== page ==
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When breakfast was brought to her in the closet adjoining to her chamber, Gillian informed her that Cyprian wished to see her previously to his departure, which had been appointed for that day. She desired that he might be sent to her, and in a few minutes be entered her presence.

“Well, my good friend,” said Eleonora, as soon as she beheld him, "you must then quit me? you know not how it grieves my heart to part from one so firmly attached to the interests of


unfortunate family as you are; but Lady Blunt conducts herself towards me with so great kindness, that I dare not appear to impose upon her goodness, by asking her permission for you to remain here."

“I am glad you have not done so, my dear young Lady,” replied Cyprian ; “for I think that I can be of infinitely greater service to your feelings elsewhere than I could be here.”—He paused.

“How so? where do you mean?” in-. quired Eleonora

Why,” returned the old man,

6 I am

She quitted her station, and in a short time reached the house.

On entering it she was met by Lady Blunt. “I shall sup with you to-night, my dear Eleonora,” she said ; “Sir Sigismund is so well as to dispense with my society this evening.” The table was already spread in an apartment adjoining to the castle-hall; they seated themselves at it, and Eleonora was well satisfied to find that Sir Hildebrand did not join them at their repast.

When the servants were retired, Lady Blunt said, “To-morrow you will become known to Sir Sigismund; he will to-morrow again mix with his family; indeed, I believe he would have done so a few days ago, but for a religious reason-about a week before your arrival, our family priest paid the debt of nature; we have not yet been able to replace bim, and Sir Sigismund feels a reluctance to mix with society till he has attended the celebration of mass in our private chapel. To-morrow morn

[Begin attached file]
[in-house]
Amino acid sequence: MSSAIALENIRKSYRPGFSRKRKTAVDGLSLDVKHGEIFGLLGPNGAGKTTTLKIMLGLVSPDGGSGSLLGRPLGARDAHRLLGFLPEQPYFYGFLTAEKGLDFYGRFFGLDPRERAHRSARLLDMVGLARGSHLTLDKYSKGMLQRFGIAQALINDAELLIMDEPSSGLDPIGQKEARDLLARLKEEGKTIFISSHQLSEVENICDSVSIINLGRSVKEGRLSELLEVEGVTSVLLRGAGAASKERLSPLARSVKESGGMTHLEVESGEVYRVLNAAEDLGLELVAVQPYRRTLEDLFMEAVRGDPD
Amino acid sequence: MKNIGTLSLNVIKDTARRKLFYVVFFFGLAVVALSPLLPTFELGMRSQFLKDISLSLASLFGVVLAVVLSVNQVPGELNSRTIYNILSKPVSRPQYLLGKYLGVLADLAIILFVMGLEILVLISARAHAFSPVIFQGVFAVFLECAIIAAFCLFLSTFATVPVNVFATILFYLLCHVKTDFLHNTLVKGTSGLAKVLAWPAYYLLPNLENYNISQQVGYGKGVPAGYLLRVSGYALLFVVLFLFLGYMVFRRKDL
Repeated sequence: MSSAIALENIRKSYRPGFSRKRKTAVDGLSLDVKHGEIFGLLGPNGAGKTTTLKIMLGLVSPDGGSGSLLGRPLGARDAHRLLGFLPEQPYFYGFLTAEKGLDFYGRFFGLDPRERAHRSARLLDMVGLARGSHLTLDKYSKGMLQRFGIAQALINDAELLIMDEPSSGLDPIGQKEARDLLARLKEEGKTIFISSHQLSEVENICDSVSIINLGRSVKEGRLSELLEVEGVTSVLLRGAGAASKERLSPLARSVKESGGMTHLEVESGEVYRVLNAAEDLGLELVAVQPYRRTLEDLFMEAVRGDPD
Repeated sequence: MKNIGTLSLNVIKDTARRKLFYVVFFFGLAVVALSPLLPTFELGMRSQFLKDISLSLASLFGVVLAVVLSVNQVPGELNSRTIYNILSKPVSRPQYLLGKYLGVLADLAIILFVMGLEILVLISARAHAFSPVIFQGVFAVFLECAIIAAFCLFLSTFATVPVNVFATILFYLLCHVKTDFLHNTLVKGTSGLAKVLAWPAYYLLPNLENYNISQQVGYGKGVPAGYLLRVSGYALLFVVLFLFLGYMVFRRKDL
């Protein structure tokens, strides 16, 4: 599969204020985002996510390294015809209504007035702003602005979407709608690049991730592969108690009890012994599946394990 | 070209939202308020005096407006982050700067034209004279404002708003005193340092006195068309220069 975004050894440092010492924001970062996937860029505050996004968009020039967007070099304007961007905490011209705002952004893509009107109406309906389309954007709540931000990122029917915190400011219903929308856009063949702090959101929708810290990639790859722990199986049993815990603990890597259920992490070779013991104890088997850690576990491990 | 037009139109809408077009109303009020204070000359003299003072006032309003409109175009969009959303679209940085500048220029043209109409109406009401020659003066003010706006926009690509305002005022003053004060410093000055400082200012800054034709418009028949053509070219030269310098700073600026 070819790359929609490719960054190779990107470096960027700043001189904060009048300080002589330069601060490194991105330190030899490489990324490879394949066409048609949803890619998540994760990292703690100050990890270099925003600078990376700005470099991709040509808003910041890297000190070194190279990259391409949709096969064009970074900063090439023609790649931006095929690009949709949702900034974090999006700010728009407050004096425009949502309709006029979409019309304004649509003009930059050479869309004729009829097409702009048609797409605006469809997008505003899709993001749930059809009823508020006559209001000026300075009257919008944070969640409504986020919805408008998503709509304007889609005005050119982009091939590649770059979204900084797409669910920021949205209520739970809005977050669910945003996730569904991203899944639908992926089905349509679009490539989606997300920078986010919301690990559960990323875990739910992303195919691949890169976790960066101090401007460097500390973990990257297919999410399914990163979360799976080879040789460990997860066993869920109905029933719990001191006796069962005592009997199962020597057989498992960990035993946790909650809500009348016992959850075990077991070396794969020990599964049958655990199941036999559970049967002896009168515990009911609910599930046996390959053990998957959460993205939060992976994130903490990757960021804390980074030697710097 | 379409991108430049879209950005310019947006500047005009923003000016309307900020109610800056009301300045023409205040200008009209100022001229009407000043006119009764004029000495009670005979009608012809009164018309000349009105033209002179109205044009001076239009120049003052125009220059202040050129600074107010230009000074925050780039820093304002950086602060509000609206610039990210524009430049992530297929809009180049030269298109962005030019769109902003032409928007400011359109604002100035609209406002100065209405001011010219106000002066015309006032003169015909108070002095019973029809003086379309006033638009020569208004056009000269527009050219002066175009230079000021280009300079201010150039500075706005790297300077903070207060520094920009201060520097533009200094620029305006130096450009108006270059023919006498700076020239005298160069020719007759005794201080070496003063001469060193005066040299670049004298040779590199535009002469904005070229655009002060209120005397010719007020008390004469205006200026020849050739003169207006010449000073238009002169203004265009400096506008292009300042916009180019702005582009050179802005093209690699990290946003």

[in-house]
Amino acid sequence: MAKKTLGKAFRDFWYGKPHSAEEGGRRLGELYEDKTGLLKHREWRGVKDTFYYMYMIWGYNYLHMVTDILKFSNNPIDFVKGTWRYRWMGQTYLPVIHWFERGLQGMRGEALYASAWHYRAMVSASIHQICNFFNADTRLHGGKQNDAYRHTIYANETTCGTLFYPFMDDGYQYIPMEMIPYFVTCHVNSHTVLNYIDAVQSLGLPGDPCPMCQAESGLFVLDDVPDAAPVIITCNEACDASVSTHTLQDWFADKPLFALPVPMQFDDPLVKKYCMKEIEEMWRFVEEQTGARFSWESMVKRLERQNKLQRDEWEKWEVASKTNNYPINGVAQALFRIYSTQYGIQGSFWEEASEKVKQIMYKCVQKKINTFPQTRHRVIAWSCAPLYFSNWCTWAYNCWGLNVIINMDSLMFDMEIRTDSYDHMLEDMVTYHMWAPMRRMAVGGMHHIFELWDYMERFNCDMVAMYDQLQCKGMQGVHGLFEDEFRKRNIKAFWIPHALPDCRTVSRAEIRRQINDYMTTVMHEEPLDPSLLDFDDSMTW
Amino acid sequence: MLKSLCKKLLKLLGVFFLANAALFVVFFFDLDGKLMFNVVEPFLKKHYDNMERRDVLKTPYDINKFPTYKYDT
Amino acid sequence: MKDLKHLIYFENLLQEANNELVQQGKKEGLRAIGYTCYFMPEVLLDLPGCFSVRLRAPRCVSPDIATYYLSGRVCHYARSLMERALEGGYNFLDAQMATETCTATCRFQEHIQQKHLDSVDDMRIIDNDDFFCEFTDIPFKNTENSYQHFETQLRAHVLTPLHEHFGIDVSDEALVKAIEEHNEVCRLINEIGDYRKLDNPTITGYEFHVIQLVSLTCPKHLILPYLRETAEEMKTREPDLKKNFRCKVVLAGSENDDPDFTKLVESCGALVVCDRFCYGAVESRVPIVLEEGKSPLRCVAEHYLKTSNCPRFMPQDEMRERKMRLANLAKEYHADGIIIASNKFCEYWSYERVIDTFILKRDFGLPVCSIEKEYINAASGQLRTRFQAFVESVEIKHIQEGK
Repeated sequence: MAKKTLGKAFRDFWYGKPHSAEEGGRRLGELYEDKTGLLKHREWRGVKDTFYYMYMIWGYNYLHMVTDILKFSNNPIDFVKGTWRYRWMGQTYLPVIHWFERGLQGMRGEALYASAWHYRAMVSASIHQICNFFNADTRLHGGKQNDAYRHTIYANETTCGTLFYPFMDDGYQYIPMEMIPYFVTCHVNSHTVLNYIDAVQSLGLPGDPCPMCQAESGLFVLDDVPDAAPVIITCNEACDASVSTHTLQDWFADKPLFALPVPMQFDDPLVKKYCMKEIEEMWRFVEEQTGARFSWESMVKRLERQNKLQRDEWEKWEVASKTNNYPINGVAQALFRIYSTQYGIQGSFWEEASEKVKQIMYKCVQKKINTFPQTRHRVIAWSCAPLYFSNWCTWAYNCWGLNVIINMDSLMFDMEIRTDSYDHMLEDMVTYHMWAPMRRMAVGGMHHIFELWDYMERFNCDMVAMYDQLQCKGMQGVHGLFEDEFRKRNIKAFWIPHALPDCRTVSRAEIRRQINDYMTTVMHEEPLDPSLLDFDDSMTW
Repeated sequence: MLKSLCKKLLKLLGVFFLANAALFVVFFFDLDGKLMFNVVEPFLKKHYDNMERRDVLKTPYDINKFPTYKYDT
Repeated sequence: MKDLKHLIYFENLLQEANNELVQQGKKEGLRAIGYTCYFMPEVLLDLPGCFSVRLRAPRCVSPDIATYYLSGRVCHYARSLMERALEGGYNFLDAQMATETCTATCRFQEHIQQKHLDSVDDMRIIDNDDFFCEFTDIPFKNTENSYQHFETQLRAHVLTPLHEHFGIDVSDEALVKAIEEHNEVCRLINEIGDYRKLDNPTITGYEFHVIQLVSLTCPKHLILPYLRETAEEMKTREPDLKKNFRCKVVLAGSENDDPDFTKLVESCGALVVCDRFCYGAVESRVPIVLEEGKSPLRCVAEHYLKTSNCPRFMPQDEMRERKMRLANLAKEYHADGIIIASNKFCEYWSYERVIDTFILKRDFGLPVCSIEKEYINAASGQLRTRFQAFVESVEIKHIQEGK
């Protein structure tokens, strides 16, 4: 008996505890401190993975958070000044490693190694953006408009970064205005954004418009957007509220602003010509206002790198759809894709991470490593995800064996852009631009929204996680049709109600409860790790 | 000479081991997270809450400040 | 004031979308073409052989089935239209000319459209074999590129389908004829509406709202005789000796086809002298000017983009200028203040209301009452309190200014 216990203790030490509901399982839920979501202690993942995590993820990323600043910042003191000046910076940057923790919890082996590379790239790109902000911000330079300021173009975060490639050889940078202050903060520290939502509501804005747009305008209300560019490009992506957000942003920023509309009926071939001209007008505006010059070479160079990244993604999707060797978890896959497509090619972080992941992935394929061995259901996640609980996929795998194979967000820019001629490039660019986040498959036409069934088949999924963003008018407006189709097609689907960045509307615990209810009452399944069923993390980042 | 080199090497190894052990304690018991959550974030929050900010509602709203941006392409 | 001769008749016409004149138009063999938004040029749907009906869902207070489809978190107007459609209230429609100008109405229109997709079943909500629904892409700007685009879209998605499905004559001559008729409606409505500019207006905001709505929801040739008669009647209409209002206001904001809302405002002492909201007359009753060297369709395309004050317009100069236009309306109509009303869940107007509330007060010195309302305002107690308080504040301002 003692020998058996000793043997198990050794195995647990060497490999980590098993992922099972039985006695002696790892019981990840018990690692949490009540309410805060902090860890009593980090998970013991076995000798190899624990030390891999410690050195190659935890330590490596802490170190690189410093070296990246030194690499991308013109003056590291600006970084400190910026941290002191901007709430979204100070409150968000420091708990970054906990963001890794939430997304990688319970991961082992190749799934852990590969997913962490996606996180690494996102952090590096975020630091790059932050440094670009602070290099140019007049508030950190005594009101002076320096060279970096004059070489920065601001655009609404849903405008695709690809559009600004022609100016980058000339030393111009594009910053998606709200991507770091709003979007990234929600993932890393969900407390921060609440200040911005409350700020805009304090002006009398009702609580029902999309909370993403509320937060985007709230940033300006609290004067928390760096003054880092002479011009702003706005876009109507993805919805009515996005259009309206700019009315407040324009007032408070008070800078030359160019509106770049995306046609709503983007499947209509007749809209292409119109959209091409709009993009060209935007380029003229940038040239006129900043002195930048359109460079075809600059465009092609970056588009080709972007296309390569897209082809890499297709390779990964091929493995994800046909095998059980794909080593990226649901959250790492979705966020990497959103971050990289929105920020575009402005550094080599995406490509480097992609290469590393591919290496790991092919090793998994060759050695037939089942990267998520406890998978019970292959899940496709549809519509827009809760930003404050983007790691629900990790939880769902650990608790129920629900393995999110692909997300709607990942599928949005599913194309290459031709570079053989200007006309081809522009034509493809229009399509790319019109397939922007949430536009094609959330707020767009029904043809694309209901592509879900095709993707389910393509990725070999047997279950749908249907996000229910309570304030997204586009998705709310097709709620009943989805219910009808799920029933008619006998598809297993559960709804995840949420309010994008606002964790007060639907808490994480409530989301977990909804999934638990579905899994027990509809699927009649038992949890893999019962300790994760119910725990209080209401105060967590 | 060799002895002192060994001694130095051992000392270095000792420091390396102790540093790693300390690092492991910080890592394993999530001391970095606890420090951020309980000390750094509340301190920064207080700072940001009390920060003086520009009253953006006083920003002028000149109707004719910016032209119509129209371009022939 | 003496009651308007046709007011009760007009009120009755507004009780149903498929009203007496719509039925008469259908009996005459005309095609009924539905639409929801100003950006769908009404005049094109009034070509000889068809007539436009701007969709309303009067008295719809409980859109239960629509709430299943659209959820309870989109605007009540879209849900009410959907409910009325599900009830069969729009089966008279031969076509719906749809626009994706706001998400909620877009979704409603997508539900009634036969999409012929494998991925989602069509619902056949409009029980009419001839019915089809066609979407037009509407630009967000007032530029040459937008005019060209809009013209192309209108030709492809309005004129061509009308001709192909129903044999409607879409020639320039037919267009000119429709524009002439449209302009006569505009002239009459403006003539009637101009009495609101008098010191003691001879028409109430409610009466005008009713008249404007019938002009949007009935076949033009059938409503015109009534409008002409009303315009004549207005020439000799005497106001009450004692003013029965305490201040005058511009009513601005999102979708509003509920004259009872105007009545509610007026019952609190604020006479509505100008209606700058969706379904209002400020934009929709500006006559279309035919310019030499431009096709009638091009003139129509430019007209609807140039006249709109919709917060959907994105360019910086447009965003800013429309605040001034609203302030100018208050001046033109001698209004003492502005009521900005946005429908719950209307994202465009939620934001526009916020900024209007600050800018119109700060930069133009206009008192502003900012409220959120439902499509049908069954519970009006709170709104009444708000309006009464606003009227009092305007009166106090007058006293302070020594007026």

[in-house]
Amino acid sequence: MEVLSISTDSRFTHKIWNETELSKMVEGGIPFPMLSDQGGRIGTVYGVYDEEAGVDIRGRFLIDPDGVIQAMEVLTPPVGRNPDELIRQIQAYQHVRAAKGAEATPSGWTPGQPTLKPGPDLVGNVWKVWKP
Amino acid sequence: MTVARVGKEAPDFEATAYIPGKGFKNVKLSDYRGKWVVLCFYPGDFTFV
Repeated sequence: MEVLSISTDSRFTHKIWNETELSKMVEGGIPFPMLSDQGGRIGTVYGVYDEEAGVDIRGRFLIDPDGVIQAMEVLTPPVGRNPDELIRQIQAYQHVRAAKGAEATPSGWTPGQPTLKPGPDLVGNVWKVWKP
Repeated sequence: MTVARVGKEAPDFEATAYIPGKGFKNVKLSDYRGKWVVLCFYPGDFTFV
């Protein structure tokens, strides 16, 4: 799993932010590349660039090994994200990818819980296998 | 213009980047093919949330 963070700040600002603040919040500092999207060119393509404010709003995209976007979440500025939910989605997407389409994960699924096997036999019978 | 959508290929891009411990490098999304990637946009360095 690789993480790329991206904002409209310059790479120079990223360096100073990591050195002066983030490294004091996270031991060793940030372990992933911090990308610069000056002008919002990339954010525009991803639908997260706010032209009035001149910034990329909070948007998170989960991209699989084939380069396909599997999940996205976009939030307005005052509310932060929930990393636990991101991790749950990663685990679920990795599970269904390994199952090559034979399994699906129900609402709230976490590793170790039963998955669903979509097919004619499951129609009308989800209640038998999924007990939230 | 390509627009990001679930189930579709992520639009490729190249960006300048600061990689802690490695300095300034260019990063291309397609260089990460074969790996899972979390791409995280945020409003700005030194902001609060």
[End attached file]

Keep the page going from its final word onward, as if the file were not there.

ing, a holy man from a neighbouring monastery comes hither for the express purpose of performing this important office, and receiving the confessions of such of our household as wish for this communication with him. In our religion, Eleonora, , we cannot feel happy unless one of the members of our household be a reverend man, whose holy function authorises him to administer to us the ceremonies of our faith; and of these the unfortunate death of our lamented Cyril has lately deprived


A silence ensued-Lady Blunt broke it: “O how venerable a man was our beloved Father Cyril!” she exclaimed; “O how truly did he act the part of a father towards us all! Conviction of the right flowed from his tongue in its most persuasive tones; the impression which his actions and his arguments alike made on the heart, few have the fortitude or eloquence to equal." “Could you have heard my poor father


in his religious office,” replied Eleonora, struggling with her tears; “but the difference of your opinions bas prevented


“It has, my love,” replied Lady Thomasine; “but you must not consider, that because Sir Sigismund and myself are warm adherents to the faith in which we both have been born and educated, that the slightest degree of asperity rankles in our bosoms against those who profess opposite opinions to our own; if you do, great is the injustice which you render us; we are both, I trust,, too good members of christianity to bear enmity against such of our fellow-beings as endeavour to approach towards Heaven by a different path from that in which we judge it right to tread.”

“ With such liberal sentiments on your part," answered Eleonora, “I am more than ever surprised that a familiar intercourse should not have subsisted between you and my parents; for the spirit of my father is of all others the most indulgent




towards every sect which acknowledges the existence of a supreme Creator."

“I know it, know it well,” returned Lady Blunt, tenderly; “ Latimer is a relative whom I venerate, and whom I love: Sir Sigismund discouraged the intercourse which in the early part of our lives subsisted between us."

“Sir Sigismund then dislikes my father," said Eleonora.

“Not so," replied Lady Blunt; “Oh no! Sir Sigismund never speaks of him but with respect and praise; far from disliking, he pities him, and laments his present misfortunes; were it in his power to serve him, I am certaiu that he would not suffer any obstacle to withhold him from exerting himself in his cause. my love, I will not scruple to confess that there are irreconcileable features in Sir Sigismund's character; he is a good, a worthy man, but his motives are often inscrutable, incomprehensible!”

“Would he, indeed, serve my dear fa. ther!” exclaimed Eleonora, unable to re

To you,

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